The International Agency for Research on Cancer (IARC) have released their monograph on the carcinogenicity of red and processed meat.
The IARC is funded by the World Health Organisation and is affiliated with numerous international cancer organisations. It is widely regarded as providing the “gold standard” verdict on whether an agent is carcinogenic.
IARC classifies substances in four groups. These are based on the level of evidence supporting the association between the agent and cancer. The groups are:
Group 1: Carcinogenic to humans
Group 2A: Probably carcinogenic to humans
Group 2B: Possibly carcinogenic to humans
Group 3: Not classifiable
Group 4: Not carcinogenic
There are 117 agents currently listed as group 1 carcinogens. These include alcohol, tobacco, asbestos and human papilloma virus.
A group 1 carcinogen is an agent said to cause cancer.
Processed meat is now considered a group 1 carcinogen. Red meat is considered a group 2 carcinogen.
The report has said that each 50g portion of processed meat eaten per day increases the risk of colorectal cancer by 18%. For red meat, each 100g per day probably increases the risk by about 17%.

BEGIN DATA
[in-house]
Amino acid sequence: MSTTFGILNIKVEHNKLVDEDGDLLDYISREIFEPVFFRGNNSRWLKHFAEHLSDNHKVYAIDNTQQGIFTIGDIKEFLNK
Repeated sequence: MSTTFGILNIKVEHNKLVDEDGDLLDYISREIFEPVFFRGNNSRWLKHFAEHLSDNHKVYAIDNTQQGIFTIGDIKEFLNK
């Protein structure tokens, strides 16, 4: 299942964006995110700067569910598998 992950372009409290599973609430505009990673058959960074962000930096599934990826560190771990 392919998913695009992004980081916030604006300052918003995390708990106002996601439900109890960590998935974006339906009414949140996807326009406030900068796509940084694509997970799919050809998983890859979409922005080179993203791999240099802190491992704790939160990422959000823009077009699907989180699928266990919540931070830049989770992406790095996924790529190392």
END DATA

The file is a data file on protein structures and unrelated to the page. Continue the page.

This risk estimate is a relative increase. The overall lifetime risk is around 5%, so the absolute increase is likely to be less than 1%.
Although processed meat and tobacco are now both group 1 carcinogens, this does not mean they are equally dangerous. It means there is sufficient evidence to reach a conclusion about the relationship between processed meat and cancer risk. Sunlight is a group 1 carcinogen and we don’t recommend you avoid sunlight. Instead it is recommended you follow SunSmart behaviour because the sun has some health benefits.
The report’s findings do not mean everyone should stop eating meat, but it is a good time to reflect on your diet. People should limit their consumption of processed meat, or swap processed meat for other healthier food choices like salads and vegetables.
For people who are concerned about cancer, healthy choices can reduce your risk. This means quitting smoking, maintaining a healthy weight, exercising three times a week, practising SunSmart behaviour, and making healthy food choices where meat is balanced with other components like fresh fruit and vegetables.
Over the summer months, the Cancer Society of New Zealand recommends you slip, slop, slap and wrap in the sun, exercise three times a week, quit smoking, maintain a healthy weight, and keep your alcohol intake to a modest level. When you are next at a barbeque, think about having an extra helping of salad instead of another sausage.